Poetry Explorer- Classic Contemporary Poetry, MENORAH, by WILLIAM ELLERY LEONARD

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MENORAH, by             Poet's Biography
First Line: We've read in legends of the books of old
Last Line: "and keeps me what I am today in every clime."
Subject(s): Candles; Israel; Jews; Judah (Bible); Synagogues; Judaism

WE'VE read in legends of the books of old
How deft Bezalel, wisest in his trade,
At the command of veiled Moses made
The seven-branched candlestick of beaten gold—
The base, the shaft, the cups, the knobs, the flowers,
Like almond blossoms—and the lamps were seven.

We know at least that on the templed rock
Of Zion hill, with earth's revolving hours
Under the changing centuries of heaven,
It stood upon the solemn altar block,
By every Gentile, who had heard abhorred—
The holy light of Israel of the Lord;
Until that Titus and the legions came
And battered the walls with catapult and fire,
And bore the priest and candlestick away,
And, as memorial of fulfilled desire,
Bade carve upon the arch that bears his name
The stone procession ye may see today
Beyond the Forum on the Sacred Way,
Lifting the golden candlestick of fame.

The city fell, the temple was a heap;
And little children, who had else grown strong
And in their manhood, venged the Roman wrong,
Strewed step and chamber, in eternal sleep.
But the great vision of the sevenfold flames
Outlasted the cups wherein at first it sprung.
The Greeks might teach the arts, the Romans law;
The heathen hordes might shout for bread and games;
Still Israel, exalted in the realms of awe,
Guarded the Light in many an alien air,
Along the borders of the midland sea
In hostile cities, spending praise and prayer
And pondering on the larger things that be—
Down through the ages, when the Cross uprose
Among the northern Gentiles to oppose:
Then huddled in the ghettos, barred at night,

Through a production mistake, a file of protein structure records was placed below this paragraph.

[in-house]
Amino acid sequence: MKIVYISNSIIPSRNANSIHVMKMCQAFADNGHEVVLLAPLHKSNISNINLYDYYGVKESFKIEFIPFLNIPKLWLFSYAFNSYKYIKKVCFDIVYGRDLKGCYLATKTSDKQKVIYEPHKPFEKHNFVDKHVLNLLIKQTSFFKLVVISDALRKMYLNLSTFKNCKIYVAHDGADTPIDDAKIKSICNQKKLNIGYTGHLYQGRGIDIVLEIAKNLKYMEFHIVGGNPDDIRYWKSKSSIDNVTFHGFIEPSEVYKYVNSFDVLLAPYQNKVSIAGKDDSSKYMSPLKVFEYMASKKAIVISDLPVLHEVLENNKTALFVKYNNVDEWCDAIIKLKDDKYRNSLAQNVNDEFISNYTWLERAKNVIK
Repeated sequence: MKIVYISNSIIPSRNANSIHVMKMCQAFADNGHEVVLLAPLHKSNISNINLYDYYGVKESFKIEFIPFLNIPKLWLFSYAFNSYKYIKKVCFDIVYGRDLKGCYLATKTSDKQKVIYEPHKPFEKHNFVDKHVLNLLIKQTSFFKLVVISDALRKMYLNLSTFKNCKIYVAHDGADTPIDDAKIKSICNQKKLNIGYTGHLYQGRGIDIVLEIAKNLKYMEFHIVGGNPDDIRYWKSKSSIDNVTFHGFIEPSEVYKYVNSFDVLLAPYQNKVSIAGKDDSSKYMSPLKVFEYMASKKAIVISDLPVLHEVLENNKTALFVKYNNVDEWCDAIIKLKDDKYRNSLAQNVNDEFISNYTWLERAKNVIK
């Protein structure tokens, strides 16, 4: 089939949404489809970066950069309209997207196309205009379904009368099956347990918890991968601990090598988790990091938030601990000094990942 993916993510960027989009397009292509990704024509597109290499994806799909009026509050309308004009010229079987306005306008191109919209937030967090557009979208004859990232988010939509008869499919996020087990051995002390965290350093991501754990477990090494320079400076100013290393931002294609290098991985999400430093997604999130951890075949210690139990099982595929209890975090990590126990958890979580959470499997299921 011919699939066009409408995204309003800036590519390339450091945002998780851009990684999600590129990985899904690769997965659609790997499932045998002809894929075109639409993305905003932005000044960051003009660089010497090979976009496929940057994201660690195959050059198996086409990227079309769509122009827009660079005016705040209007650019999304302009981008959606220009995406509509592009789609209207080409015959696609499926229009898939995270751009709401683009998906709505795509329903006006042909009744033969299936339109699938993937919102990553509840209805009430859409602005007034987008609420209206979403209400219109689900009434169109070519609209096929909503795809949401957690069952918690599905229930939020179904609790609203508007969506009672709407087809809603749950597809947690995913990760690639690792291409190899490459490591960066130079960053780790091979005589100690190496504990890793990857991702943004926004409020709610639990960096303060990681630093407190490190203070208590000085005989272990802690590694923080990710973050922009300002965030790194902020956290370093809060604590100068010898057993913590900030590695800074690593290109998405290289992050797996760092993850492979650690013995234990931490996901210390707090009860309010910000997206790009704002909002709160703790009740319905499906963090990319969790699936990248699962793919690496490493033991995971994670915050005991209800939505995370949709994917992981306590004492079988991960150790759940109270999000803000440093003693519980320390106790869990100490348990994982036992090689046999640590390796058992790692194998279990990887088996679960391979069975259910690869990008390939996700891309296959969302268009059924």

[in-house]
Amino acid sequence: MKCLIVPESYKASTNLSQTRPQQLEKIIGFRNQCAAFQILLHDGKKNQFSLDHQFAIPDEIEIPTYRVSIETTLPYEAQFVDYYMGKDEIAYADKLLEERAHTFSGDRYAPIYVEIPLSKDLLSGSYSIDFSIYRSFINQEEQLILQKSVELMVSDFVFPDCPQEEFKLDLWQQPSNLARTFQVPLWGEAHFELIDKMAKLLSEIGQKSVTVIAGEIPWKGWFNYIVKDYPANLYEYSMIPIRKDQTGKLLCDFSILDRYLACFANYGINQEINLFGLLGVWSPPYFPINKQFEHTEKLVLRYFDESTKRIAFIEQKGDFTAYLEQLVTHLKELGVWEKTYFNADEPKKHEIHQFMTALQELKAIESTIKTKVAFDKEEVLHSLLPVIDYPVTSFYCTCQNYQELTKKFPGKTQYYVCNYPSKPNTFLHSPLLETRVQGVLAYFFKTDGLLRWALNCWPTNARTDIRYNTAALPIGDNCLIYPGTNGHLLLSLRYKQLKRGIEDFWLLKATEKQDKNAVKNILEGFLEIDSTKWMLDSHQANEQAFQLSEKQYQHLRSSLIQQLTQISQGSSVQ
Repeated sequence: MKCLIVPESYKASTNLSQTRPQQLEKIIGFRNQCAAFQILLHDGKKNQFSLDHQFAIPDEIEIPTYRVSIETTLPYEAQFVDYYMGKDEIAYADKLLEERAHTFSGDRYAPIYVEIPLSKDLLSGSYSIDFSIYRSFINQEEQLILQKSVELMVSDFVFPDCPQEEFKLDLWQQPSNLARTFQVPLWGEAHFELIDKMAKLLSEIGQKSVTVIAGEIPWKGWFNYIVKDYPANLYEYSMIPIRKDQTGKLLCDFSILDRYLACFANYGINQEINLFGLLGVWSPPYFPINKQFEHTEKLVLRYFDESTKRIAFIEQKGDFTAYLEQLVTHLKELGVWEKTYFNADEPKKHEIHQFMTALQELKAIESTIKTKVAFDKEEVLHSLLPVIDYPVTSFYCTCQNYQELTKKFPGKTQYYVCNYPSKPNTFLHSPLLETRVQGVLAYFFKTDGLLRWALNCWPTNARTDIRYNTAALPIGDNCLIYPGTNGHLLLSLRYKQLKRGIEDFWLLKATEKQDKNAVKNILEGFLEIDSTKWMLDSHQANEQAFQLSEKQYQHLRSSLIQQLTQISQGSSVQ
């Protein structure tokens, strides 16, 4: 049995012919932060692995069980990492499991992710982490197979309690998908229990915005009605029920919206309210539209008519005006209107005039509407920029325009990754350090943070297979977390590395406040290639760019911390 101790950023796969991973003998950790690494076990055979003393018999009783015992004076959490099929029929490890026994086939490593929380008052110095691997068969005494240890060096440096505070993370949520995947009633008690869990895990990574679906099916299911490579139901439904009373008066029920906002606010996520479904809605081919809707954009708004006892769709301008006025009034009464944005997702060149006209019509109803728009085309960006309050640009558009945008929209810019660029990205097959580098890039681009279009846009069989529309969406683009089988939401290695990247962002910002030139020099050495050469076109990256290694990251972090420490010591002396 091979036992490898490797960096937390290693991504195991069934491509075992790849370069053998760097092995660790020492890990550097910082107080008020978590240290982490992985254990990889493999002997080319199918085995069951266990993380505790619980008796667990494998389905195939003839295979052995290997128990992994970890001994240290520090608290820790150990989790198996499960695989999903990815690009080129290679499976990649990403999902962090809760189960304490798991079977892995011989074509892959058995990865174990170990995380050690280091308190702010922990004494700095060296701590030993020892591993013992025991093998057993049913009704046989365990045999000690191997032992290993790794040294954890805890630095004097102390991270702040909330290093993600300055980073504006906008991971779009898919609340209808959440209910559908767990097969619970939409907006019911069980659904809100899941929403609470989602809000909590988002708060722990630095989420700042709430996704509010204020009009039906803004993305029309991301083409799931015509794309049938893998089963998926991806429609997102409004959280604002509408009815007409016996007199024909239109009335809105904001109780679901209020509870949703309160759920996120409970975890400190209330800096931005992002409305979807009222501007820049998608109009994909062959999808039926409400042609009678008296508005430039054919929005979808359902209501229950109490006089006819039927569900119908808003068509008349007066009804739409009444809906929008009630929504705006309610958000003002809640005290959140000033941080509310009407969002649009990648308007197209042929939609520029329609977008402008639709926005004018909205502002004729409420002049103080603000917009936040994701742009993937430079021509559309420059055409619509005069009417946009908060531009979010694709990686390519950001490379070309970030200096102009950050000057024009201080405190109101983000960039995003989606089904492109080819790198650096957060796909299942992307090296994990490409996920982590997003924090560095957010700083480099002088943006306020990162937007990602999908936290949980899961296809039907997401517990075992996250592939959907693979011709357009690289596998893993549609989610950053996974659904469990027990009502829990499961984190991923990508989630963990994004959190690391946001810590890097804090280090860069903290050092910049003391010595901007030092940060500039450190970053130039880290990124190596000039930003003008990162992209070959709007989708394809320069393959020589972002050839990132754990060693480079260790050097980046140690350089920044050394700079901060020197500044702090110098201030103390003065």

In lands of unknown trees, and fiercer snows,
They watched for evermore the Light, the Light.

The main seas opened to the west. The Nations
Covered new continents with generations
That had their work to do, their thought to say;
And Israel's hosts from bloody towns afar
In the dominions of the ermined Czar,
Seared with the iron, scarred with many a stroke,
Crowded the hollow ships but yesterday.
And came to us who are to-morrow's folk,
And the pure Light, however some might doubt
Who mocked their dirt and rags, had not gone out.

The holy Light of Israel hath unfurled
Its tongues of mystic flame around the world.
Empires and Kings and Parliaments have passed;
Rivers and mountain chains from age to age
Become new boundaries for man's politics.
The navies run new ensigns up the mast,
The temples try new creeds, new equipage;
The schools new sciences beyond the six.
And through the lands where many a song hath rung
The people speak no more their fathers' tongue.
Yet in the shifting energies of man
The Light of Israel remains her Light.
And gathered to a splendid caravan
From the four corners of the day and night,
The chosen people—so the prophets hold—
Shall yet return unto the homes of old
Under the hills of Judah. Be it so.
Only the stars and moon and sun can show
A permanence of light to hers akin.

What is that Light? Who is there that shall tell
The purport of the tribe of Israel?—
In the wild welter of races on that earth
Which spins in space where thousand others spin—
The casual offspring of the Cosmic Mirth
Perhaps—what is there any man can win,
Of any nation? Ultimates aside,
Men have their aims, and Israel her pride,
She stands among the rest, austere, aloof,
Still the peculiar people, armed in proof
Of Selfhood, whilst the others merge or die.
She stands among the rest and answers: "I,
Above ye all, must ever gauge success
By ideal types, and know the more and less
Of things as being in the end defined,
For this our human life by righteousness;
And if I base this in Eternal Mind—
Our fathers' God in victory or distress—
I cannot argue for my hardihood,
Save that the thought is in my flesh and blood,
And made me what I was in olden time,
And keeps me what I am today in every clime."

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